New Minn. law requires crime labs to meet national standards

Governor Mark Dayton signed a bill Friday that requires that crime labs across the state be accredited in order to test drugs or conduct other forensic analysis.

The new law gives labs until July 2015 to begin the accreditation process. Accreditation often requires lengthy paperwork and can cost several thousand dollars.

State Sen. Ron Latz, DFL-St. Louis Park, who authored the bill in the Senate, said the law is necessary to protect the integrity of evidence presented in the state's courts, as well as "to protect the interests of the accused so the evidence brought against them is reliable."

"Any scientific experiment or process carries with it the risk of false positives and the risk of false negatives," Latz said. "Those results can be the difference with someone being charged with a felony crime that carries a 20-year sentence in prison if convicted, and not being charged with anything at all."

The accreditation of crime labs became an issue in 2012 after it was revealed that the St. Paul Police Department's crime lab had no standard procedures for testing. An independent report on the lab found sloppy or non-existent recordkeeping, dirty equipment and staff ignorance of basic scientific procedures.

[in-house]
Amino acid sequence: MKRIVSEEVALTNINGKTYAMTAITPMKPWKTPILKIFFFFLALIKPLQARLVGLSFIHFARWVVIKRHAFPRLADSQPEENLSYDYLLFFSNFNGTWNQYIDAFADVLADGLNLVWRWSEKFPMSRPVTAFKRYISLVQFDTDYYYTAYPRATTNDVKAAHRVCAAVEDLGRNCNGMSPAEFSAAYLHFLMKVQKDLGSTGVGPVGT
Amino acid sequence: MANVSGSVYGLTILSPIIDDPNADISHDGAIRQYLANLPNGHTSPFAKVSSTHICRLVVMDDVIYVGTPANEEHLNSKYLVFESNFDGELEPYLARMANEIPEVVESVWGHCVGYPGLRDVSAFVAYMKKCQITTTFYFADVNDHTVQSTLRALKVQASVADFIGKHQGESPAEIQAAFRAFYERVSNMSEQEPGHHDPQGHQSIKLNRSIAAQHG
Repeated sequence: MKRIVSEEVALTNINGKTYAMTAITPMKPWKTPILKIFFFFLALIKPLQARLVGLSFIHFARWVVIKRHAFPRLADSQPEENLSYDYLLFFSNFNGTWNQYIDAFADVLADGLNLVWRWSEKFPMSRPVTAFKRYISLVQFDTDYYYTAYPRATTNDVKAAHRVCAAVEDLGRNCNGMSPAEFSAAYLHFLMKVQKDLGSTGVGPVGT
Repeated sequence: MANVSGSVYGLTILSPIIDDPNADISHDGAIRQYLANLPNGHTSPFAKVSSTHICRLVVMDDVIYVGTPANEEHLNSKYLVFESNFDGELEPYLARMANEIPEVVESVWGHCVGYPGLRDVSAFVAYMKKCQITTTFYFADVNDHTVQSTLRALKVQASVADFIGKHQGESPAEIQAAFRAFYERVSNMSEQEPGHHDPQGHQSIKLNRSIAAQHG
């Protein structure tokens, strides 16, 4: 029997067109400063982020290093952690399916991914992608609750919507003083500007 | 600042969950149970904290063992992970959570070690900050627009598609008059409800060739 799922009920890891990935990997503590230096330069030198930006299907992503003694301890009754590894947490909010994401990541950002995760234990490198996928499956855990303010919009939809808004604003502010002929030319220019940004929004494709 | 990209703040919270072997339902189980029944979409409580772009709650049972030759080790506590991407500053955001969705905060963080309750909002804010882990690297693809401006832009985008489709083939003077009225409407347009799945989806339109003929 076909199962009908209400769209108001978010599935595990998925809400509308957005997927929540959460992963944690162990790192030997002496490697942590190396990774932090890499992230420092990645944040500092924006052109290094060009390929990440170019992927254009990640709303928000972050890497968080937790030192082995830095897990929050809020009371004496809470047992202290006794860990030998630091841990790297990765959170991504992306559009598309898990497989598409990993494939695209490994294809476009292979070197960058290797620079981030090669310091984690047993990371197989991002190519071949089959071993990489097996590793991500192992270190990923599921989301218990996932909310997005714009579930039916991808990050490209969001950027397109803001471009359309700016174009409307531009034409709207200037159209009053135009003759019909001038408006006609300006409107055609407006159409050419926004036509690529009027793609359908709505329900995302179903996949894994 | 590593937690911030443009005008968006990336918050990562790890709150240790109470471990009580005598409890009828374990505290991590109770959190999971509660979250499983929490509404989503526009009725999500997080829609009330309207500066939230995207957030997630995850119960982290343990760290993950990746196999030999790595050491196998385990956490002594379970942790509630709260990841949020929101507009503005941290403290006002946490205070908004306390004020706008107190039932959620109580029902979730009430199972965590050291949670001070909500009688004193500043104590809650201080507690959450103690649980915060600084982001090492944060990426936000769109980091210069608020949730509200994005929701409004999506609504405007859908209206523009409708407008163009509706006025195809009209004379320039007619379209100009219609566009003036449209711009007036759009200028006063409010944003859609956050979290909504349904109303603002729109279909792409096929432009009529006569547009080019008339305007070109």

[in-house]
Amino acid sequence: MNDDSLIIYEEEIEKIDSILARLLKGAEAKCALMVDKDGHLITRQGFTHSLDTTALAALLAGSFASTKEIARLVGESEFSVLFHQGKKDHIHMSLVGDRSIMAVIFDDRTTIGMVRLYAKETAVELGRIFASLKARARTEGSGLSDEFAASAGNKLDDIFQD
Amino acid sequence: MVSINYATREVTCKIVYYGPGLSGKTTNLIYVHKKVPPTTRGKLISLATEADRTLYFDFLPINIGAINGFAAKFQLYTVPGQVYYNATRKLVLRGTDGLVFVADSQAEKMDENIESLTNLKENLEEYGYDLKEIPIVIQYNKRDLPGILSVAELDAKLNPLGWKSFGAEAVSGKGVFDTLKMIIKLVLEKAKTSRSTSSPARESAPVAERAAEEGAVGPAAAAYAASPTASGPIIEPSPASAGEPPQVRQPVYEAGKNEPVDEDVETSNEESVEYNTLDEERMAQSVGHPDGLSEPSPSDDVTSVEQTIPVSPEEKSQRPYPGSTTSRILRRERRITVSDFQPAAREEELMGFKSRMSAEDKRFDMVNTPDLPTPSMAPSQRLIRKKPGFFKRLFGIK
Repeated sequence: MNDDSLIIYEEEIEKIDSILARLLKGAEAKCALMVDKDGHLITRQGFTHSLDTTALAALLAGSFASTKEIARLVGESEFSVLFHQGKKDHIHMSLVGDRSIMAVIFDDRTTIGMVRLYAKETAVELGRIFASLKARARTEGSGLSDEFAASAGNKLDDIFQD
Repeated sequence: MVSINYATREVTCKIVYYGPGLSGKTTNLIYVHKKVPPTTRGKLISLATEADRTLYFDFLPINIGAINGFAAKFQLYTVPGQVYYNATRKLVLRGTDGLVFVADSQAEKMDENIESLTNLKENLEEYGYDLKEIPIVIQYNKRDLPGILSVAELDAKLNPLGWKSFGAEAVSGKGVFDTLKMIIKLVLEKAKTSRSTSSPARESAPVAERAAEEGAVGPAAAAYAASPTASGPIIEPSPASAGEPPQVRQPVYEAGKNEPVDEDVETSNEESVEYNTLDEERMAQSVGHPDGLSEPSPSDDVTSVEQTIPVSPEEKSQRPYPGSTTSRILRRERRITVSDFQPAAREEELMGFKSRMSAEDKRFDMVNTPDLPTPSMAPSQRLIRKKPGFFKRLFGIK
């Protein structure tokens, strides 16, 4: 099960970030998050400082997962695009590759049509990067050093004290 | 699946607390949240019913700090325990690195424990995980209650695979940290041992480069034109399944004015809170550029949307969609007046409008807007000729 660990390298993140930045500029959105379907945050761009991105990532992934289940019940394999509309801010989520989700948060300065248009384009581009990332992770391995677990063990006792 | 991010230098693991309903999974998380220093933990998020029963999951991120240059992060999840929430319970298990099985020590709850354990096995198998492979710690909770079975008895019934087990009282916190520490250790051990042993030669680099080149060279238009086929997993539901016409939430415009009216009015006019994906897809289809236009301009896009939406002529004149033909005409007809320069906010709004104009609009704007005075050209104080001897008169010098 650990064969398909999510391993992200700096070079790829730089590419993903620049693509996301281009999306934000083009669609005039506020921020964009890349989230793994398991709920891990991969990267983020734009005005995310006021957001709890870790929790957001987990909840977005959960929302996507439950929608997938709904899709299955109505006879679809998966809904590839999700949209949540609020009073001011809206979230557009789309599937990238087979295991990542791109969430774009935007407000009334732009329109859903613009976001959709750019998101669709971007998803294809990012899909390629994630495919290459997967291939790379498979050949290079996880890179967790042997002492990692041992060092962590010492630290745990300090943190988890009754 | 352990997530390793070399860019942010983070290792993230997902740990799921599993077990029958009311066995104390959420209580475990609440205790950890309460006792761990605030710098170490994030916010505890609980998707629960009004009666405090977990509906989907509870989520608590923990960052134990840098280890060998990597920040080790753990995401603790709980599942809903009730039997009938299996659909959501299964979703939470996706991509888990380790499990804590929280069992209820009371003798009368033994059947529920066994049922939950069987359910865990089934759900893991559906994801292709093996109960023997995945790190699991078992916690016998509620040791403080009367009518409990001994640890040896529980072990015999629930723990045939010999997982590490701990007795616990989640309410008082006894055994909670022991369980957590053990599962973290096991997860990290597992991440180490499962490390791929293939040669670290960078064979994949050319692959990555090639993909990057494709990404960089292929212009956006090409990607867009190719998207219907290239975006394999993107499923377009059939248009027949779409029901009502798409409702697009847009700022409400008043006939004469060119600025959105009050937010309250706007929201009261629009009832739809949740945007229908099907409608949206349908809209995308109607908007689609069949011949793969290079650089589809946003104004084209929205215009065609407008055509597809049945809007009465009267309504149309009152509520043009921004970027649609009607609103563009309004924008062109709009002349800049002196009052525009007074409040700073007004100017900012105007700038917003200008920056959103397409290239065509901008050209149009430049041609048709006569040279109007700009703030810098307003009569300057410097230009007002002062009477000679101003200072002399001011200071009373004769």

Latz introduced the bill last year but it stalled in committee. This year it passed the House 115-15 and the Senate 64-0. He said there was little pushback from smaller crime labs.

In a statement, Dayton said all crime labs should operate with highest standards of accuracy.

"All forensic laboratories in Minnesota should be accredited," Dayton said. "Those labs process evidence that help make determinations of guilt or innocence that have enormous effects on people's lives."

Latz said somewhere between 15 and 20 crime labs operate at police departments around the state, although only four labs are currently accredited by the American Society of Crime Laboratory Directors.

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